I was born in New Haven, Connecticut on October 18th 1960, the third child of a paleontologist father and artist mother (James and Sally Mello). In 1962 my father completed his doctorate in paleontology at Yale University, and my family moved to Falls Church in northern Virginia so that he could take a position with the US Geological Survey (USGS) in Washington, DC. My parents met while attending Brown University and were the first children in their respective families to attend college. My grandparents on both sides withdrew from school as teenagers to work for their families. My paternal grandfather, Frank Mello, was of Azorean descent although he was born in Warren, Rhode Island. He was an outstanding athlete nicknamed "Bullet" Mello for his speed. He played semi-pro baseball and football. He worked a variety of jobs including delivering grain for many years and operating trucks for the town. My grandmother, Elena (Primiano) Mello, was of Italian descent, but was also born in Warren, Rhode Island, she worked in local textile factories. They both worked for their families for close to ten years before they were able to marry and start their own household at the age of 24. On my mother's side I have English and Scottish roots dating to colonial times and including a distant link to Lyman Hall who signed the declaration of independence. My maternal grandfather, William Cameron, ran a very successful plumbing business in Middletown, CT. My grandmother, Ida (Hall) Cameron, was a home- maker. I'm proud of my melting pot origins, and of the accomplishments of my grandparents. They worked hard, and sacrificed so that their children could go to college. They were wonderful, creative, thoughtful and extremely loving people who gave me a refreshing perspective on what's important in life.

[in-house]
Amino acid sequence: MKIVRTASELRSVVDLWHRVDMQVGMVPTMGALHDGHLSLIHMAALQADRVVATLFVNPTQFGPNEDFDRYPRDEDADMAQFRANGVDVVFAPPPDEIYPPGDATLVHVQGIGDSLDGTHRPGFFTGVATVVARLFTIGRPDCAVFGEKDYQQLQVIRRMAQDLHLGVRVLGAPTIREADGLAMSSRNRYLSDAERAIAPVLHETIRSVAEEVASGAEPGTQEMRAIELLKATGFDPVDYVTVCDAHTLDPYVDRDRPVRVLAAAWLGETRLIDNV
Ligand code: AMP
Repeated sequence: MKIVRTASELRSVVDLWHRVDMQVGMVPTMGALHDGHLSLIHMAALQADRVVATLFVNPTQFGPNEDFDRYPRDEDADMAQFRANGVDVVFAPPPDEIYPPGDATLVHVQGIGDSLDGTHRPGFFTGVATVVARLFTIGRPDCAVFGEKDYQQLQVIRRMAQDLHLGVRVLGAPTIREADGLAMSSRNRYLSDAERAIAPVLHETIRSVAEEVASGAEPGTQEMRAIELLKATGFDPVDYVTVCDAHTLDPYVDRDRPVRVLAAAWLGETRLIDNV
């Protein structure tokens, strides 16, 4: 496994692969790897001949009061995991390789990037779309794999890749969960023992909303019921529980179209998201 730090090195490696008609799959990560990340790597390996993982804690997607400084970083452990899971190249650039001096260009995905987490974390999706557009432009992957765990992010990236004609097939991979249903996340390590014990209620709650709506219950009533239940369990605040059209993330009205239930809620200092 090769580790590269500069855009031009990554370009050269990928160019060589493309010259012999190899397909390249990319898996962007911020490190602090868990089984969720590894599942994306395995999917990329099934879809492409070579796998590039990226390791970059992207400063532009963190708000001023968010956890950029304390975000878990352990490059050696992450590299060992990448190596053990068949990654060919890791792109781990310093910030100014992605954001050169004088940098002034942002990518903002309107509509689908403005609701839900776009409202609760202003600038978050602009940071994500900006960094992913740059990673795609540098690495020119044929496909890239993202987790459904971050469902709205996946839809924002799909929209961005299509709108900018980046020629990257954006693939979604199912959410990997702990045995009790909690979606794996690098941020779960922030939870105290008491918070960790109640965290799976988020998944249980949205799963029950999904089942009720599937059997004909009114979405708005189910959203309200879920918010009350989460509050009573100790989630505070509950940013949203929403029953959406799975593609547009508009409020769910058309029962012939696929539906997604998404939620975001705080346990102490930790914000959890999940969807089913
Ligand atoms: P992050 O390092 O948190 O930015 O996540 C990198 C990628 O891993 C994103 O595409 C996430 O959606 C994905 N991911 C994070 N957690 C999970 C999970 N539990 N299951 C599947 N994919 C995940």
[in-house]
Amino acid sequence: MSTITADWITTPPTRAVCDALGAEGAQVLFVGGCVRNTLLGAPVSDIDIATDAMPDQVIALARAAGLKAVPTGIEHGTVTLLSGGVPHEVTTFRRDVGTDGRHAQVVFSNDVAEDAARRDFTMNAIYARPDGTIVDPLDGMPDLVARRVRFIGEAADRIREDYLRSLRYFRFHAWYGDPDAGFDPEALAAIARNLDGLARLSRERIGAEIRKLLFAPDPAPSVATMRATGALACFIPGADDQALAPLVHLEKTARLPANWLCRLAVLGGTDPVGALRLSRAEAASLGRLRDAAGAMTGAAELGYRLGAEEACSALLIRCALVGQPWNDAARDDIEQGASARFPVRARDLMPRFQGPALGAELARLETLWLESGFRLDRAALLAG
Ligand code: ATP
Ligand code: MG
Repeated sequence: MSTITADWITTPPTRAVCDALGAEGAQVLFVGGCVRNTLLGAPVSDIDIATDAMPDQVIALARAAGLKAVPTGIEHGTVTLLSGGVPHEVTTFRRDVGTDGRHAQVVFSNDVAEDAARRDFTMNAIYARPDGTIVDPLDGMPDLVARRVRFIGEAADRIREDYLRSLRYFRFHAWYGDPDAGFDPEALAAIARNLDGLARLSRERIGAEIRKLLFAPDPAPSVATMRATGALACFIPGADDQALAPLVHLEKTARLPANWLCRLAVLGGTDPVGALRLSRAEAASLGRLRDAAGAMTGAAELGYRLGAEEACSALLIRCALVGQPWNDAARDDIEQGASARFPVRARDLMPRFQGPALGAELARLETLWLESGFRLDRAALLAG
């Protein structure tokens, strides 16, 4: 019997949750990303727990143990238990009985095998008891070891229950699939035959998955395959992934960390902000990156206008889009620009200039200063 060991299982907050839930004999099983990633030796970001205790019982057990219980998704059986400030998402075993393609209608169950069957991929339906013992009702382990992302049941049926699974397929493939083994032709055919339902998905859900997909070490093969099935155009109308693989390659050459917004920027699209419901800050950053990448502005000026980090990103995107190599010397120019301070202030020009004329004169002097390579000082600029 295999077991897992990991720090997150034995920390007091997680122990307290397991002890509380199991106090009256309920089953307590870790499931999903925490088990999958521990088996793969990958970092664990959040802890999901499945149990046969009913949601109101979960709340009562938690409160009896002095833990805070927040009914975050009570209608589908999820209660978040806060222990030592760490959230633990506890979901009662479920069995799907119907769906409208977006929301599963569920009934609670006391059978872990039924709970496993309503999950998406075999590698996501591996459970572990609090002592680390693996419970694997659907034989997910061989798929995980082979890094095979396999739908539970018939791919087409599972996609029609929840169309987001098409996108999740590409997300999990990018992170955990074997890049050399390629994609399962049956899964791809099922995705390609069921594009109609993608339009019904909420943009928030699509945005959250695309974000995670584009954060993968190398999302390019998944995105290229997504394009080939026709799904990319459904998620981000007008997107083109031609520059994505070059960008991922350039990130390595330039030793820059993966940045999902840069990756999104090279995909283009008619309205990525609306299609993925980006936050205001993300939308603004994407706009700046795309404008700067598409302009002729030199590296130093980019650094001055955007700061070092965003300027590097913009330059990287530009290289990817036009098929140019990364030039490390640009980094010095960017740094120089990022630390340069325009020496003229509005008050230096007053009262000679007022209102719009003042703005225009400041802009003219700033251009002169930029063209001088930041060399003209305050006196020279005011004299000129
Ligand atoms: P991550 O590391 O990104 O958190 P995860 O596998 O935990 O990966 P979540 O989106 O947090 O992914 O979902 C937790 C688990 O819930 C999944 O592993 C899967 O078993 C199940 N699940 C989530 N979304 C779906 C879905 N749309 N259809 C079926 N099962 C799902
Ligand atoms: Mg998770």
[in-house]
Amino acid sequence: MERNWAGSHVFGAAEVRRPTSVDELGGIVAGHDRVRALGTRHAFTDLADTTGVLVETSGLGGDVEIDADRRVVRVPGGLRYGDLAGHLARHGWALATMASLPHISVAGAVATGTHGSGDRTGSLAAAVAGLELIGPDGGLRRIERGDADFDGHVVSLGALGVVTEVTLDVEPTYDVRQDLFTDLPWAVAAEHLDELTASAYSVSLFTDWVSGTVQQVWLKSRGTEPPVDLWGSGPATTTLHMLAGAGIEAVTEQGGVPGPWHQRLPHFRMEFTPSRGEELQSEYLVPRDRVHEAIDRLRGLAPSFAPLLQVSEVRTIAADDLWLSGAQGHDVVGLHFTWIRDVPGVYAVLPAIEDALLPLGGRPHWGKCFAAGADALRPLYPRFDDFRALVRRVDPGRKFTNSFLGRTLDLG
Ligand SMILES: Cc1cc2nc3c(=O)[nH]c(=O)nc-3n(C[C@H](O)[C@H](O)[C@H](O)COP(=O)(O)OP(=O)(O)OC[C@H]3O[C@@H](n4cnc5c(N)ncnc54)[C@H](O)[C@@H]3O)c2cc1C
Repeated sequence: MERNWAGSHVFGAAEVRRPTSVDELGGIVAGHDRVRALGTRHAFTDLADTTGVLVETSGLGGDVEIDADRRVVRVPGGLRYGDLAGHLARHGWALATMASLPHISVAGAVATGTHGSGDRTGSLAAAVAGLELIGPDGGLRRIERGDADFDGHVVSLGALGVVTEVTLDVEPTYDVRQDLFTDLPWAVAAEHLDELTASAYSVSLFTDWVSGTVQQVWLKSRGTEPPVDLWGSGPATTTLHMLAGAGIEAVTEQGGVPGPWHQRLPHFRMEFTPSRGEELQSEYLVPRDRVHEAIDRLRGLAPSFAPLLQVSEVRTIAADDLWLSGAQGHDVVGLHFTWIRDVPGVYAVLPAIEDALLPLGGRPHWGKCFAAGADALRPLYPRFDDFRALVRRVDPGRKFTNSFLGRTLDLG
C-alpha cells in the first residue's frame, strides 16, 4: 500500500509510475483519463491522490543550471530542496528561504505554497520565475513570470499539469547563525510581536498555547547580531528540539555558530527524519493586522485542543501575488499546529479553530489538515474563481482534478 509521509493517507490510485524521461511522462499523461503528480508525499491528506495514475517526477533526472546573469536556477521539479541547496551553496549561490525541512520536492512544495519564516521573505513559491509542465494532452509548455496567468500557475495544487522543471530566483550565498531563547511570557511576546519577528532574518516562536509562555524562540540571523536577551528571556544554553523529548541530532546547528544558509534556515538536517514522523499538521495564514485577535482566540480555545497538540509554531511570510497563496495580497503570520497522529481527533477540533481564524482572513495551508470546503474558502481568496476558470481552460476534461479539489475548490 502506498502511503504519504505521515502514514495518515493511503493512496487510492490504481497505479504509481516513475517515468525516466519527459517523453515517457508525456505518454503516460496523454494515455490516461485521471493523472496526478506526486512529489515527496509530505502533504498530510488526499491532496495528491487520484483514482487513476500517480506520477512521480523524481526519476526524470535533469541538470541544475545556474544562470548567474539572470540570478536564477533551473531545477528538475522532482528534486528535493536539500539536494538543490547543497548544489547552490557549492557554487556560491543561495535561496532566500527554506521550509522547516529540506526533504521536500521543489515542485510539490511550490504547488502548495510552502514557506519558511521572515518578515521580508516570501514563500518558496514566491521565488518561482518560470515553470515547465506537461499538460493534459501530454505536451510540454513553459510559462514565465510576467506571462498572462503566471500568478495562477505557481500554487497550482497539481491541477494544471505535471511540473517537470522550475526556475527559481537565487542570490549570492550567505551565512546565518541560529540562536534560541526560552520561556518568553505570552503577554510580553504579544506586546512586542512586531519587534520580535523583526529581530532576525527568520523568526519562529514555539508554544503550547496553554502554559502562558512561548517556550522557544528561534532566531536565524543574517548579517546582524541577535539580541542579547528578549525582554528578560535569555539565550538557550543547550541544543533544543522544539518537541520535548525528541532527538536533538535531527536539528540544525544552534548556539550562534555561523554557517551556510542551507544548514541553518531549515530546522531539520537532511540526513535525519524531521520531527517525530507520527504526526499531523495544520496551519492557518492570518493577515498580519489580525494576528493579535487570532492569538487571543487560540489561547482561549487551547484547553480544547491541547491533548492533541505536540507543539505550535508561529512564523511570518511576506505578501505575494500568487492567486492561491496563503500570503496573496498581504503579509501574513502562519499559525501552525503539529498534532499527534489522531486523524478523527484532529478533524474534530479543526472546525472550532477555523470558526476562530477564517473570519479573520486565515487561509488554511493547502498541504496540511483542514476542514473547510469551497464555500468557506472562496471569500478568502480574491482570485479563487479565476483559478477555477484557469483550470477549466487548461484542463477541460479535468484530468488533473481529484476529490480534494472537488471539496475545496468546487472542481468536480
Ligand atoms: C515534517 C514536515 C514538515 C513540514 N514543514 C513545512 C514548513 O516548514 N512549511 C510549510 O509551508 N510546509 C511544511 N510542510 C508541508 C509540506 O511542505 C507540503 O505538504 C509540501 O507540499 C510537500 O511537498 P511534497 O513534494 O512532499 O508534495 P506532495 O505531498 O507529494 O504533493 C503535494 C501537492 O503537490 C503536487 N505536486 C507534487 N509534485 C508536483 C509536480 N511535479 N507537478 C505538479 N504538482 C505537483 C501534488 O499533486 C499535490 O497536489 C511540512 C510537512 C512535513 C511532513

After a brief stay in Falls Church, we moved to Fairfax, VA, when my father switched from the USGS to a position as assistant director at the Smithsonian Museum of Natural History. Among my fondest early memories are field trips with my father and the whole family to Colorado and Wyoming and more frequent trips to the Blue Ridge mountains in Virginia. I remember searching for fossils, hiking, exploring, and wonderful family discussions around the campfire.